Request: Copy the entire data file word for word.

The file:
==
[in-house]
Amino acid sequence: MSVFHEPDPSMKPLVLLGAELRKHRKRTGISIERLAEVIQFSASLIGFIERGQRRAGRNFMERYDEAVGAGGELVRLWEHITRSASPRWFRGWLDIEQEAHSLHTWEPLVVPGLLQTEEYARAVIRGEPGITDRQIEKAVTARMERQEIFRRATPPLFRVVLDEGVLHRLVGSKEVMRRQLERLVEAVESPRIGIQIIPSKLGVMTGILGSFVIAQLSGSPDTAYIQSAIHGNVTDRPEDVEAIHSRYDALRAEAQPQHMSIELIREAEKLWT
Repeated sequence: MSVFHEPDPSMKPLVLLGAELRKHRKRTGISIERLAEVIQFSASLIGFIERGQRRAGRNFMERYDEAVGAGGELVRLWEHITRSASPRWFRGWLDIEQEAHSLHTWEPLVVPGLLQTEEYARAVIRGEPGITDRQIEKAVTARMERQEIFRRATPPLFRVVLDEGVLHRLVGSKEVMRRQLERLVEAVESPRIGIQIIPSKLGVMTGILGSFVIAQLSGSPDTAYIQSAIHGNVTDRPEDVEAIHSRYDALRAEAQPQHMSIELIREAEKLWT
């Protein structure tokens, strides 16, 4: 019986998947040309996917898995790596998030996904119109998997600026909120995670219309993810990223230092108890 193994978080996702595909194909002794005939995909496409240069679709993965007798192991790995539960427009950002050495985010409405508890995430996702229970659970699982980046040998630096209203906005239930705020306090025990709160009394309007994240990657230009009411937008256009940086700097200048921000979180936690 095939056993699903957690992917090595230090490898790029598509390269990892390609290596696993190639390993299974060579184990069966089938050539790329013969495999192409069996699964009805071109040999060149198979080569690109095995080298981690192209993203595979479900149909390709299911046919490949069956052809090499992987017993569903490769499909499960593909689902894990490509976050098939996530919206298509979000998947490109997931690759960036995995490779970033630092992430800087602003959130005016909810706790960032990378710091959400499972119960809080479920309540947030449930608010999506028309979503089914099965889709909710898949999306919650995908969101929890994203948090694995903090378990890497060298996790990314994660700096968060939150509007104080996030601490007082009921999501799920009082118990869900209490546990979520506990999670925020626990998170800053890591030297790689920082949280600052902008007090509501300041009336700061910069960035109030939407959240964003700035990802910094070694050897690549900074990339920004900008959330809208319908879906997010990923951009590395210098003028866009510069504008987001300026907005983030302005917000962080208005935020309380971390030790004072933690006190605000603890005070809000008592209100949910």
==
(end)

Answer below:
[in-house]
Amino acid sequence: MSVFHEPDPSMKPLVLLGAELRKHRKRTGISIERLAEVIQFSASLIGFIERGQRRAGRNFMERYDEAVGAGGELVRLWEHITRSASPRWFRGWLDIEQEAHSLHTWEPLVVPGLLQTEEYARAVIRGEPGITDRQIEKAVTARMERQEIFRRATPPLFRVVLDEGVLHRLVGSKEVMRRQLERLVEAVESPRIGIQIIPSKLGVMTGILGSFVIAQLSGSPDTAYIQSAIHGNVTDRPEDVEAIHSRYDALRAEAQPQHMSIELIREAEKLWT
Repeated sequence: MSVFHEPDPSMKPLVLLGAELRKHRKRTGISIERLAEVIQFSASLIGFIERGQRRAGRNFMERYDEAVGAGGELVRLWEHITRSASPRWFRGWLDIEQEAHSLHTWEPLVVPGLLQTEEYARAVIRGEPGITDRQIEKAVTARMERQEIFRRATPPLFRVVLDEGVLHRLVGSKEVMRRQLERLVEAVESPRIGIQIIPSKLGVMTGILGSFVIAQLSGSPDTAYIQSAIHGNVTDRPEDVEAIHSRYDALRAEAQPQHMSIELIREAEKLWT
């Protein structure tokens, strides 16, 4: 019986998947040309996917898995790596998030996904119109998997600026909120995670219309993810990223230092108890 193994978080996702595909194909002794005939995909496409240069679709993965007798192991790995539960427009950002050495985010409405508890995430996702229970659970699982980046040998630096209203906005239930705020306090025990709160009394309007994240990657230009009411937008256009940086700097200048921000979180936690 095939056993699903957690992917090595230090490898790029598509390269990892390609290596696993190639390993299974060579184990069966089938050539790329013969495999192409069996699964009805071109040999060149198979080569690109095995080298981690192209993203595979479900149909390709299911046919490949069956052809090499992987017993569903490769499909499960593909689902894990490509976050098939996530919206298509979000998947490109997931690759960036995995490779970033630092992430800087602003959130005016909810706790960032990378710091959400499972119960809080479920309540947030449930608010999506028309979503089914099965889709909710898949999306919650995908969101929890994203948090694995903090378990890497060298996790990314994660700096968060939150509007104080996030601490007082009921999501799920009082118990869900209490546990979520506990999670925020626990998170800053890591030297790689920082949280600052902008007090509501300041009336700061910069960035109030939407959240964003700035990802910094070694050897690549900074990339920004900008959330809208319908879906997010990923951009590395210098003028866009510069504008987001300026907005983030302005917000962080208005935020309380971390030790004072933690006190605000603890005070809000008592209100949910």